Lancashire & Yorkshire, ancient foes locked together to make money from mines and mills served, by the invention of the age, the railways. There was nothing cloth cap about the L&YR, well not once it acquired some decent motive power and a capable CME. The L&YR came into being as the Manchester & Leeds Railway in 1836, with the line from Manchester as far as Litteleborough opened in 1839. Despite some opposition from the Liverpool & Manchester Railway the Manchester & Leeds began running into Manchester Victoria Station, in 1844. By 1847, through amalgamations, the M&LR had morphed into the Lancashire & Yorkshire.
In the 1870s the much bigger LNWR made attempts to amalgamate the Lancashire & Yorkshire, only government opposition prevented this from happening, until 1922, that is, when the LNWR did amalgamate the L&YR only for both to become constituents the LMSR, in the Grouping’ of 1923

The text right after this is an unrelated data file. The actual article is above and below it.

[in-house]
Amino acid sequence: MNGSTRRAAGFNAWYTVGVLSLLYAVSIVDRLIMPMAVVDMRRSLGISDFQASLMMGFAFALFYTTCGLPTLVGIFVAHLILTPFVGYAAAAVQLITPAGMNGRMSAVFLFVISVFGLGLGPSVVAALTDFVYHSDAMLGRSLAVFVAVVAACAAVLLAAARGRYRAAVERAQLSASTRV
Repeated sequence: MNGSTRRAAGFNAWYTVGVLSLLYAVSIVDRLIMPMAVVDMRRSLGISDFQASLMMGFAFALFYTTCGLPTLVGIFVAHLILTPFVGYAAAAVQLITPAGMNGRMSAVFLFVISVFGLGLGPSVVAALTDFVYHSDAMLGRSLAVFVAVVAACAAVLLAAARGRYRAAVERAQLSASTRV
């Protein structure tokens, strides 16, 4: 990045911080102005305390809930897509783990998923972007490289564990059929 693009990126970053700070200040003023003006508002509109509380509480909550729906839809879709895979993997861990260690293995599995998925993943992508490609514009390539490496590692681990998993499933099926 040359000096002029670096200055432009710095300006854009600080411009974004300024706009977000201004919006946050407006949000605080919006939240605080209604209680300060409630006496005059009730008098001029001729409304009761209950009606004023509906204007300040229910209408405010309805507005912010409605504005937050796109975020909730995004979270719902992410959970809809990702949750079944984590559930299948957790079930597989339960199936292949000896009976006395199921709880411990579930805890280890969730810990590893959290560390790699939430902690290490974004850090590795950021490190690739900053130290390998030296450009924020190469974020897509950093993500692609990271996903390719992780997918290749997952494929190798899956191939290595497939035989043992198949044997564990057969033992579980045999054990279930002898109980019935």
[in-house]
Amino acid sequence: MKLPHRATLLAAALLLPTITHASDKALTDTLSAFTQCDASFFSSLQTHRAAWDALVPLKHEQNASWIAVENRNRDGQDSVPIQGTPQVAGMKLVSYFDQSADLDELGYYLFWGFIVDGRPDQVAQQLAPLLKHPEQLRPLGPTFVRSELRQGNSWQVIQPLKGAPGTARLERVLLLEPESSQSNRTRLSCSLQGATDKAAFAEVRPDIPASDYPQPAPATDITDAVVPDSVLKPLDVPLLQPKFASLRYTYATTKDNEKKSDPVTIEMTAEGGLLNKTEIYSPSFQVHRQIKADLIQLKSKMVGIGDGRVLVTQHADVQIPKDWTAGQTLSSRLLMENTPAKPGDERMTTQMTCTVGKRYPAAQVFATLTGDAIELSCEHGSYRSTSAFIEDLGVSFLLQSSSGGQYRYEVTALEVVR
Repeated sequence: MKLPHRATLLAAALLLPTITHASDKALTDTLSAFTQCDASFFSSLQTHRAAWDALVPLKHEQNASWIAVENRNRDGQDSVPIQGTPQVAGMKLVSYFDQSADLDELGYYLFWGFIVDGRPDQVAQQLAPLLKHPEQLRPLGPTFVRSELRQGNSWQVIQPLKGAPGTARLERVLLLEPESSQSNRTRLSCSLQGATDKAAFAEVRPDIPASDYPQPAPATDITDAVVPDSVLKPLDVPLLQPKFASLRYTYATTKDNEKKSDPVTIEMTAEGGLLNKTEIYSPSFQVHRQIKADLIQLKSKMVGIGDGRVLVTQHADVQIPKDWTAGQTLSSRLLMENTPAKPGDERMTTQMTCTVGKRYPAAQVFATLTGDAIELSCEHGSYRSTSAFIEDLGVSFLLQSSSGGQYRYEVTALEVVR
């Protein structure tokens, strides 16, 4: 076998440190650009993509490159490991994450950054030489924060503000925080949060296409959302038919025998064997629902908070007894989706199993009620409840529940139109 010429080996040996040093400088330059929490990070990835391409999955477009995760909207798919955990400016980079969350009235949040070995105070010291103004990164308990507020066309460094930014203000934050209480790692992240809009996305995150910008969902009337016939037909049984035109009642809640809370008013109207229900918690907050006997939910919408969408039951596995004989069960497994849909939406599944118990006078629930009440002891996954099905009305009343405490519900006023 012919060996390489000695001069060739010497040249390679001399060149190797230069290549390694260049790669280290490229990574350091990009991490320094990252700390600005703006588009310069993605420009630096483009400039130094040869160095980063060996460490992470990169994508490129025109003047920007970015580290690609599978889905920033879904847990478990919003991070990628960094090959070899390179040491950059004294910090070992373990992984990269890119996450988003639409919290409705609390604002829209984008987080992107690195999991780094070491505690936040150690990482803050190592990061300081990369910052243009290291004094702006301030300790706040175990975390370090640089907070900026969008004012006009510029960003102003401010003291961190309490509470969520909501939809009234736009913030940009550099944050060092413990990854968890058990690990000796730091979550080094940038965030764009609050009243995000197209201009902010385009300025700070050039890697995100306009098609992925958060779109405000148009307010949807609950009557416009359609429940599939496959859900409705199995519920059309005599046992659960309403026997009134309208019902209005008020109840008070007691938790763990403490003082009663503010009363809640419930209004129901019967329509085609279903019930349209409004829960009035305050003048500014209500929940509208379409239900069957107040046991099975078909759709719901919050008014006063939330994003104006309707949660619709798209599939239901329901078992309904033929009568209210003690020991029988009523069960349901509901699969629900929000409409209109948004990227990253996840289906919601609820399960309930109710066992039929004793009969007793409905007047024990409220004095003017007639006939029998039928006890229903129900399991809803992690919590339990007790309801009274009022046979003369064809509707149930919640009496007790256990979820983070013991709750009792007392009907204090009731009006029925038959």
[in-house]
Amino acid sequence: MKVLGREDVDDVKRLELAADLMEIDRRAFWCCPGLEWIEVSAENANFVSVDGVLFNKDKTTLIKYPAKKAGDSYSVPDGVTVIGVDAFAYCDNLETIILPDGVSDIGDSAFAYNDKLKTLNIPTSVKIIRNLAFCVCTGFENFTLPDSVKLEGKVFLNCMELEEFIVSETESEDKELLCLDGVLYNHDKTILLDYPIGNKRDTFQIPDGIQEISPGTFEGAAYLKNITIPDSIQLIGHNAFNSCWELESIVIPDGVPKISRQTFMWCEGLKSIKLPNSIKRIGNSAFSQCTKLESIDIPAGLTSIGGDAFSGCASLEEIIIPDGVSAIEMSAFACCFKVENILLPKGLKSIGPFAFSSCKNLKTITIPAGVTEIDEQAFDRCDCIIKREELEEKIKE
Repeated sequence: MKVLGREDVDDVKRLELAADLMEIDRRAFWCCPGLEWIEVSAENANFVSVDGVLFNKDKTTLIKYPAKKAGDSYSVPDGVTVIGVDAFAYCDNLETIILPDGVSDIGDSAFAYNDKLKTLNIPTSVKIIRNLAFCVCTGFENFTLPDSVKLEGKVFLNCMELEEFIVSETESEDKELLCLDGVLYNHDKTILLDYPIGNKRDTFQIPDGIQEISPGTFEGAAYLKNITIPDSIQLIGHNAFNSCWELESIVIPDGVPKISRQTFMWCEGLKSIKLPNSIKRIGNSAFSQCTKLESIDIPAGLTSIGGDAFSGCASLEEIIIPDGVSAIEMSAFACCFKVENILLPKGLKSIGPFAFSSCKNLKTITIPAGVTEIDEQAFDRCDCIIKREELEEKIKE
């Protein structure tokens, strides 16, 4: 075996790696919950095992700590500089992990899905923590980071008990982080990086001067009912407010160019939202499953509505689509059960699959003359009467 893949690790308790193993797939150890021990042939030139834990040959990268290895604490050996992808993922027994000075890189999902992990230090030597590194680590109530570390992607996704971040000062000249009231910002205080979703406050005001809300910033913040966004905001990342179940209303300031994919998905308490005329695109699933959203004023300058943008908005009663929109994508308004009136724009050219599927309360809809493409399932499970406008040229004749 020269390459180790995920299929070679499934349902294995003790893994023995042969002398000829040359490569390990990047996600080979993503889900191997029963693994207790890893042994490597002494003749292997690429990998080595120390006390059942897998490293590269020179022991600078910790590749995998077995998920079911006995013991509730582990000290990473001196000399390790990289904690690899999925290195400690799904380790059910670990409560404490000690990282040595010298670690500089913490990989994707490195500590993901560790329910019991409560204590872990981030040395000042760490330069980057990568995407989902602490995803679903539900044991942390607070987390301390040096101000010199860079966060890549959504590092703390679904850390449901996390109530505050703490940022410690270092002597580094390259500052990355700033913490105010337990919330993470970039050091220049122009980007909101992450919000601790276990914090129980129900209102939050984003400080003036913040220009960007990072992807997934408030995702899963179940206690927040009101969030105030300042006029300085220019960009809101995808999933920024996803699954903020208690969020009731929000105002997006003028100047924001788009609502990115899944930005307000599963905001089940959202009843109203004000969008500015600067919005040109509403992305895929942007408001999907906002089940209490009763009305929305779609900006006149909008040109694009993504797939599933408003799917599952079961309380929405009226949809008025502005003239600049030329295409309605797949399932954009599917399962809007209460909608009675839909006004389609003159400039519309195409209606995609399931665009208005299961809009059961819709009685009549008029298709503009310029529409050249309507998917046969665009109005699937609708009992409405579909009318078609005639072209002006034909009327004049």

Before it was swallowed up, the L&YR had a network of lines which crossed the country from the North sea ports on the Humber to the Atlantic ports on the Mersey. Naturally this involved owning docks and, eventually, a substantial fleet of ships too. In 1904 the ‘go ahead’ L&YR opened the country’s first suburban electrified line between Liverpool & Southport. Not too bad for a railway whose footplate crews were referred to, by other footplatemen, as ‘clog and muffler men’.
In the photograph Former L&YR 0-6-0 No.957, is about to enter Ingrow Tunnel on the Keighley & Worth Valley Railway with a train for Oxenhope